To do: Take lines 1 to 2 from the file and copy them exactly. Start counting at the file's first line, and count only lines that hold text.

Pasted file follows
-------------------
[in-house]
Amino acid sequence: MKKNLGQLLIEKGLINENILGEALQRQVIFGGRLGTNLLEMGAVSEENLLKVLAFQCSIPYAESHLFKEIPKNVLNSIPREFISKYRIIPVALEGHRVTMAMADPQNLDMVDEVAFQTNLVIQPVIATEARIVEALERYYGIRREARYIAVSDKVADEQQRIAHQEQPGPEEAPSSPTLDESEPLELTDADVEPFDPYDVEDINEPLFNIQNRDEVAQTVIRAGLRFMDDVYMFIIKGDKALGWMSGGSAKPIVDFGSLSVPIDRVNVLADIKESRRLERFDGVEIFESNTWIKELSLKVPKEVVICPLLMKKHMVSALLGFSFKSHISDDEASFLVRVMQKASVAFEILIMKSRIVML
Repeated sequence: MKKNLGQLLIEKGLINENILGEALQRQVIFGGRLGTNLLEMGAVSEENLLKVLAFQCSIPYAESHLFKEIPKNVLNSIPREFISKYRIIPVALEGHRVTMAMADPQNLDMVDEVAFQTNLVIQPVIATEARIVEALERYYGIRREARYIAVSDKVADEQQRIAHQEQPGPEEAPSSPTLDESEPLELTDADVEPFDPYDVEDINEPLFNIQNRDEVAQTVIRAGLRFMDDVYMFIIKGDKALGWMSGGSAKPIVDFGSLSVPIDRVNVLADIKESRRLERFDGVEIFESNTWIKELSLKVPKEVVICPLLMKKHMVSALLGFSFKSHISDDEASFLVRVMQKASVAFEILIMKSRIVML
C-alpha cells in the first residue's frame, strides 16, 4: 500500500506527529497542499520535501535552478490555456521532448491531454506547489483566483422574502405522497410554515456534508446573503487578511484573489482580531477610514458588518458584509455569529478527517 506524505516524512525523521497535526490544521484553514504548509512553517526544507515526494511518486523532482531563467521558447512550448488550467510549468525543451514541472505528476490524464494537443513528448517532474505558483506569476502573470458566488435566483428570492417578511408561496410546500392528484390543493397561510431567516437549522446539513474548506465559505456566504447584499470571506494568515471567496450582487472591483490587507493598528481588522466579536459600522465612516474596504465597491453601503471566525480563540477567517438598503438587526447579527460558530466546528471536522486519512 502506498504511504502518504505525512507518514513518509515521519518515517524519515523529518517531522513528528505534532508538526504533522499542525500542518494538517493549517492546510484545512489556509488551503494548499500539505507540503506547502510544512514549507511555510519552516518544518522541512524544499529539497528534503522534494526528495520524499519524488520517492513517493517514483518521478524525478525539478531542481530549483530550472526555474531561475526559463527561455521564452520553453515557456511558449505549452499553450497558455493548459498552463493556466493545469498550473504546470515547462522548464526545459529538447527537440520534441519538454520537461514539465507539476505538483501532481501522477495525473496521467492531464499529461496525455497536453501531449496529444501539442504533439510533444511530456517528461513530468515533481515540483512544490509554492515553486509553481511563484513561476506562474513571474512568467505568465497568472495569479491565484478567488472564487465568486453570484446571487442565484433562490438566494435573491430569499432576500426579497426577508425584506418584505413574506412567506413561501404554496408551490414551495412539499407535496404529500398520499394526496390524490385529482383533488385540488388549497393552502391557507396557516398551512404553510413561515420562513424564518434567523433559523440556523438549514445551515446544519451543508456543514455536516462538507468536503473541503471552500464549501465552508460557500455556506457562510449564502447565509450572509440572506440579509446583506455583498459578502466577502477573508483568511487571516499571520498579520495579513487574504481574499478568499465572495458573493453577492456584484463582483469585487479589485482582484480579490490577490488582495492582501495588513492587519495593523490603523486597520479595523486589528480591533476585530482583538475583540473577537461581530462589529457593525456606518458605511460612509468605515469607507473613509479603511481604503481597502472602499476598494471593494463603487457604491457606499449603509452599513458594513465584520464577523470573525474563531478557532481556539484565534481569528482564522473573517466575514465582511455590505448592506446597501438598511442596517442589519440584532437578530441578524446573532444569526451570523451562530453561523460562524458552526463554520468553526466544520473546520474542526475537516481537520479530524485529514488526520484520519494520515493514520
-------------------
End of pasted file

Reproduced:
[in-house]
Amino acid sequence: MKKNLGQLLIEKGLINENILGEALQRQVIFGGRLGTNLLEMGAVSEENLLKVLAFQCSIPYAESHLFKEIPKNVLNSIPREFISKYRIIPVALEGHRVTMAMADPQNLDMVDEVAFQTNLVIQPVIATEARIVEALERYYGIRREARYIAVSDKVADEQQRIAHQEQPGPEEAPSSPTLDESEPLELTDADVEPFDPYDVEDINEPLFNIQNRDEVAQTVIRAGLRFMDDVYMFIIKGDKALGWMSGGSAKPIVDFGSLSVPIDRVNVLADIKESRRLERFDGVEIFESNTWIKELSLKVPKEVVICPLLMKKHMVSALLGFSFKSHISDDEASFLVRVMQKASVAFEILIMKSRIVML